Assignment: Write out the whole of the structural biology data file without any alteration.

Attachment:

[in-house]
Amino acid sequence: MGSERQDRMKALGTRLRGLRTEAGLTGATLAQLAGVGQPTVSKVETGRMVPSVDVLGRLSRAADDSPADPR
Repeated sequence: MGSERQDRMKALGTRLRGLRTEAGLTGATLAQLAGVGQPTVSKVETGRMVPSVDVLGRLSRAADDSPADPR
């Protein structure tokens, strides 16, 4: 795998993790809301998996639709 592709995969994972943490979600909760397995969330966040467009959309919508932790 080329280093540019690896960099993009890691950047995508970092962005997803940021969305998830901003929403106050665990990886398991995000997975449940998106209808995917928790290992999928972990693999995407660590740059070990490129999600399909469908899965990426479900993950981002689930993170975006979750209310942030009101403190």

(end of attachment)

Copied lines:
[in-house]
Amino acid sequence: MGSERQDRMKALGTRLRGLRTEAGLTGATLAQLAGVGQPTVSKVETGRMVPSVDVLGRLSRAADDSPADPR
Repeated sequence: MGSERQDRMKALGTRLRGLRTEAGLTGATLAQLAGVGQPTVSKVETGRMVPSVDVLGRLSRAADDSPADPR
């Protein structure tokens, strides 16, 4: 795998993790809301998996639709 592709995969994972943490979600909760397995969330966040467009959309919508932790 080329280093540019690896960099993009890691950047995508970092962005997803940021969305998830901003929403106050665990990886398991995000997975449940998106209808995917928790290992999928972990693999995407660590740059070990490129999600399909469908899965990426479900993950981002689930993170975006979750209310942030009101403190």